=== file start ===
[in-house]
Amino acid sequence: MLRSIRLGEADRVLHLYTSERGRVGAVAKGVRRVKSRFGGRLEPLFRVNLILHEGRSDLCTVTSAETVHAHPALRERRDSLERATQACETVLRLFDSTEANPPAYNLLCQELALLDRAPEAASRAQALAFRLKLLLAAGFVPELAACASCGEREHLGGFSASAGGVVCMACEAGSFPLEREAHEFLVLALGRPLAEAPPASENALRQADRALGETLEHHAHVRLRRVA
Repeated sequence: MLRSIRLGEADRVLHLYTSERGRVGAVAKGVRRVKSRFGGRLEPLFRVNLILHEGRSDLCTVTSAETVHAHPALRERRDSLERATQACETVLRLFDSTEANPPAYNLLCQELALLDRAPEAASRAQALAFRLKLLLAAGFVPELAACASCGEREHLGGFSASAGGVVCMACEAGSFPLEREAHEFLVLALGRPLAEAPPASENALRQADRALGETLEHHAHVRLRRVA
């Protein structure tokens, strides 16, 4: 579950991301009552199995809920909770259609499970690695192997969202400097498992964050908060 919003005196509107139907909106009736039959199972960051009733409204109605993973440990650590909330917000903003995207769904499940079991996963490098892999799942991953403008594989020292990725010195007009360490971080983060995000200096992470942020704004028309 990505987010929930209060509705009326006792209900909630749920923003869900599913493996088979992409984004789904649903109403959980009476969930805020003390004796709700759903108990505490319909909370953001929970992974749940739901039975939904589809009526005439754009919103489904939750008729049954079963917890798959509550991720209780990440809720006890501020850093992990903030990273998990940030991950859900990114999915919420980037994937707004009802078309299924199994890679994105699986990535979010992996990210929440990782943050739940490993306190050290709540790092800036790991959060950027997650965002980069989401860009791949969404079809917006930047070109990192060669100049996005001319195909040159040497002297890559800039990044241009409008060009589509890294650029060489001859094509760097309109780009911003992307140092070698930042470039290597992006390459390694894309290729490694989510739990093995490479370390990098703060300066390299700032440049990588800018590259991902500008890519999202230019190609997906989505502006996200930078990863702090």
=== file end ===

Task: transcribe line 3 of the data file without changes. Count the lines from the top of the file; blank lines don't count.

Repeated sequence: MLRSIRLGEADRVLHLYTSERGRVGAVAKGVRRVKSRFGGRLEPLFRVNLILHEGRSDLCTVTSAETVHAHPALRERRDSLERATQACETVLRLFDSTEANPPAYNLLCQELALLDRAPEAASRAQALAFRLKLLLAAGFVPELAACASCGEREHLGGFSASAGGVVCMACEAGSFPLEREAHEFLVLALGRPLAEAPPASENALRQADRALGETLEHHAHVRLRRVA